We’re seeing signs of this again – 59% of the UK public believe Covid-19 has already reversed or slowed action on climate change, according to Savanta’s Eco Index. Net-zero targets and the desperate urgency of the crisis mean that unlike last time around businesses cannot take this as a cue to deprioritize sustainability initiatives.
Instead, marketers need to show how their commitments to decarbonization are aligned with the values and needs of their audience. As the IPA’s new ‘Effective on Purpose’ report highlights through the example of Kenco, consumers need brands to show how their sustainability issues relate to their own world.
2. Purpose as the reason to pay more
The single most important marketing decision of the next 12 months for brands will be their pricing decisions. Brands that successfully optimize their pricing to support margins without undermining volume sales will be the big winners of this post-pandemic period.
We are likely to see a resurgence of value retailers meet this need through discounted options – though given the challenge of commodity, energy and shipping costs, even these brands will need to start charging more.
So the real job for marketers is to make customers feel comfortable with price increases through the rational justification of value and emotional reassurance that answers the question, ‘why pay more?’
Our Participation Brand Index has tracked the drivers of this question for nearly a decade. And the data has repeatedly demonstrated that the marketing lever correlating most strongly to a willingness to pay more is brand purpose. Brands that demonstrate a commitment to society, the environment, communities and their customers’ worlds are the ones people are happy paying more for. Doubling down in purpose will be a key strategy for brands to protect their margins in the coming months.
My colleague and Iris pricing guru Ed Heskins points out that in pricing, a one-size-fits-all approach is rarely the best route forward, and says: “Brands that are most sophisticated in their understanding of their value proposition, and their customer, are best placed to target price increases where they will have the greatest impact on margin, while protecting sales volumes.”
3. Use purpose to attract the talent that will help you win
One crucial implication of inflationary rates will be in its implications for the profits and losses (P&Ls) of agencies and other businesses in our industry. Inflation drives higher salary expectations from employees, already pushed sky-high by the Great Resignation. Many businesses will struggle to drive fast enough income growth to match these demands and so will risk losing their best talent.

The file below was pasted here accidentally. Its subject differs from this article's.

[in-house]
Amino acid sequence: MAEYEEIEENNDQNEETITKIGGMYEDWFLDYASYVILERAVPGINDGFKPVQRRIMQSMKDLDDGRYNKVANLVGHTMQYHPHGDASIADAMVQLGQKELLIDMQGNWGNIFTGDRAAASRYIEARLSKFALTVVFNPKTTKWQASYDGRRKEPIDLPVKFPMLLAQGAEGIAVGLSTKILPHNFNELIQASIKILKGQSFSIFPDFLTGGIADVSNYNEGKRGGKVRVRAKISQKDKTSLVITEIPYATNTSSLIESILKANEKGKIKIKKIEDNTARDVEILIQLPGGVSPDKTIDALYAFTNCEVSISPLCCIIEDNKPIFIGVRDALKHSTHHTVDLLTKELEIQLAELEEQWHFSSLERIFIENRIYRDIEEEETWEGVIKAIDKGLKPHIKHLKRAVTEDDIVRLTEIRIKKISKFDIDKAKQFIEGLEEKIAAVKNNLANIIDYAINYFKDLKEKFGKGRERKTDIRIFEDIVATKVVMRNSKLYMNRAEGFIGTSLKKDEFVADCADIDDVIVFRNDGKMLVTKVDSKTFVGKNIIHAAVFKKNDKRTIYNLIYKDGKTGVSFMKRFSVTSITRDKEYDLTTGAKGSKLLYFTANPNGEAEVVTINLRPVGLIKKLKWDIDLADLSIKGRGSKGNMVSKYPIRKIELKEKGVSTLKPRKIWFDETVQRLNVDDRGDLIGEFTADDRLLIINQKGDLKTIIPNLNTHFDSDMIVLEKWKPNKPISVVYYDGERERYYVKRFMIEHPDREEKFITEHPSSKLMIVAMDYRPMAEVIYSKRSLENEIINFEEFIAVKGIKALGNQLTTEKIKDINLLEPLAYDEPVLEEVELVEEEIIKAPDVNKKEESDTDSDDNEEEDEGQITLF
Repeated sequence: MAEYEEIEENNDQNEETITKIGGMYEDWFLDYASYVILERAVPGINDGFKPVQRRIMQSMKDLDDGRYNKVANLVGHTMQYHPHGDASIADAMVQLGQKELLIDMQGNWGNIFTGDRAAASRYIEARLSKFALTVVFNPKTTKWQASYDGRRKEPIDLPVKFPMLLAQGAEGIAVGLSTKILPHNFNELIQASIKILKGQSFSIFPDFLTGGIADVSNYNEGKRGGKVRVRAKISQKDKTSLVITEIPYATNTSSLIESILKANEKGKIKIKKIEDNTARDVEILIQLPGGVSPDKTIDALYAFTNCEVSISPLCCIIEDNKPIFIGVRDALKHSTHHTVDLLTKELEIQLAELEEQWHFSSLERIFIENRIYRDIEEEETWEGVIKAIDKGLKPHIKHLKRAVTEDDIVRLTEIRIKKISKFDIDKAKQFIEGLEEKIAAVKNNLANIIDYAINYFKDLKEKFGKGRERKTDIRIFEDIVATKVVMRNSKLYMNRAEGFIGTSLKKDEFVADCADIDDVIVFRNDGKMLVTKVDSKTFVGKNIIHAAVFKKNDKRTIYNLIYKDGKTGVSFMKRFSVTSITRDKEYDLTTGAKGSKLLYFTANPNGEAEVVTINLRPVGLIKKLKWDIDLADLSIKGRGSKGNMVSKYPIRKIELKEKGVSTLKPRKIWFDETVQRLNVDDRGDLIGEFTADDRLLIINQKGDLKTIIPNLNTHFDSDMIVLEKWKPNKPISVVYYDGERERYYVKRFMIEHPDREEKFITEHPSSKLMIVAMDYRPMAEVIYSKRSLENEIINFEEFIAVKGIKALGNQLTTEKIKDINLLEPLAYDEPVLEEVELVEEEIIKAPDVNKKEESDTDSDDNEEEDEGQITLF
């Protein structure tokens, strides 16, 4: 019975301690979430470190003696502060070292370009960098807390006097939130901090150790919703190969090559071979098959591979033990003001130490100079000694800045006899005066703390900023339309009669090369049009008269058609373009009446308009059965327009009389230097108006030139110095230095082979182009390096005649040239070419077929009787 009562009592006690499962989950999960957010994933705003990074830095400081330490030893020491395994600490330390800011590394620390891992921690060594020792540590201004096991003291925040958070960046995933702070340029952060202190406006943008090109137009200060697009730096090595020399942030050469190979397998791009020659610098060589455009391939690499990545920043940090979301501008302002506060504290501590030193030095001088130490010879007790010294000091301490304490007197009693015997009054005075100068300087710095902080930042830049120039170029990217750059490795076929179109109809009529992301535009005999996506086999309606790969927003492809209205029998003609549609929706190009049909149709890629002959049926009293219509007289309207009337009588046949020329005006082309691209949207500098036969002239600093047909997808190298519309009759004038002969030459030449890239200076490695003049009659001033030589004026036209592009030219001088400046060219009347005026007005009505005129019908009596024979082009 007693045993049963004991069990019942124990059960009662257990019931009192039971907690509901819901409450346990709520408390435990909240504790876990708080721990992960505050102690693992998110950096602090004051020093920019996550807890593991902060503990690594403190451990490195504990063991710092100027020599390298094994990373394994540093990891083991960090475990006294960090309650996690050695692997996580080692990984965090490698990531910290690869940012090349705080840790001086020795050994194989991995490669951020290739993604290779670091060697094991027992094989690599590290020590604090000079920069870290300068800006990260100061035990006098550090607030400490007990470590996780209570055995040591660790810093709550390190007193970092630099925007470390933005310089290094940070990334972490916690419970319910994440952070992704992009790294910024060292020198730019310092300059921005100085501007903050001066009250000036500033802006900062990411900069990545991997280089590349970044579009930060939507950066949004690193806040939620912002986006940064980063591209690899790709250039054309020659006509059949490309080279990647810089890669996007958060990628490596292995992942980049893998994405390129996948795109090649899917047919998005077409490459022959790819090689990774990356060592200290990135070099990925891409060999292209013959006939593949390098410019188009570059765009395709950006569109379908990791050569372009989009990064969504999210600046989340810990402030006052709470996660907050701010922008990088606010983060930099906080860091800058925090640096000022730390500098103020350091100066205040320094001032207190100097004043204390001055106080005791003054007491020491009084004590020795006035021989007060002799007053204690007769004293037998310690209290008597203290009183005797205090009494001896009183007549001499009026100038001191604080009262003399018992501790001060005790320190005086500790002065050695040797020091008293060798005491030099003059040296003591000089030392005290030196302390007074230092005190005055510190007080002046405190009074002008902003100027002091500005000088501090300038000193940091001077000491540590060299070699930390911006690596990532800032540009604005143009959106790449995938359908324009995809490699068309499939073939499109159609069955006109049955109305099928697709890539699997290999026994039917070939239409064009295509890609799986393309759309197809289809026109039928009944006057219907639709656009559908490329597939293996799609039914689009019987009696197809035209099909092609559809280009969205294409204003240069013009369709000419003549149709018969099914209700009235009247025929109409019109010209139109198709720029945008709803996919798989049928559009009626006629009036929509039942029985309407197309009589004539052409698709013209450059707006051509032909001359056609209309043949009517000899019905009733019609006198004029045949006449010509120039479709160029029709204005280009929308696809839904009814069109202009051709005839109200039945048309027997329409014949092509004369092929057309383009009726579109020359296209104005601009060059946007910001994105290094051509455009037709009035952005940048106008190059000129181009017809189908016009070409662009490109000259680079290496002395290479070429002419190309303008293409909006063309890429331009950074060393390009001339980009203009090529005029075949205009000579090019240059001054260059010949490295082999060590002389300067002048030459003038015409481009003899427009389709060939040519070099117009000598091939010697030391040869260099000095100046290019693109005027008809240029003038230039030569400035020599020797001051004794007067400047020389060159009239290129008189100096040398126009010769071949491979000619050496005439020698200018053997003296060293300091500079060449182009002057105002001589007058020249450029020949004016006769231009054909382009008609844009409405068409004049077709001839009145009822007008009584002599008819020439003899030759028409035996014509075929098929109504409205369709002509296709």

This is where brand purpose comes to the rescue. Organizations with a clear sense of purpose – brought to life through a commitment to employees, communities and society – have much stronger retention rates than other businesses.
Take Patagonia – it is the poster child for sustainable products with a thoroughly audited supply chain, but it also sets the bar for the way it treats staff. Employee experience is as crucial as the customer experience. The two go hand in hand and Patagonia has kept staff turnover to 4% while churn in retail and consumer products averages 13%.
There are plenty of studies that show that millennials and gen Z, who will make up an increasingly larger proportion of the workforce, want their employers to take a strong position on social and sustainability issues. This doesn’t mean you take advantage of their desire to work at a ‘meaningful brand’ to pay them less, but you do weigh up the value that being purposeful brings in reducing churn. Recruitment is expensive and can lead to early burnout for those shouldering an extra workload.
Marketers and CSR/ESG departments should be natural allies and need to support each other in arguing that cutting back on current sustainability programs or planned activity will be a false economy. The points I’ve made should help reinforce these arguments. Taking a long-term view is how businesses build loyalty and value – and indeed ensure their own sustainability.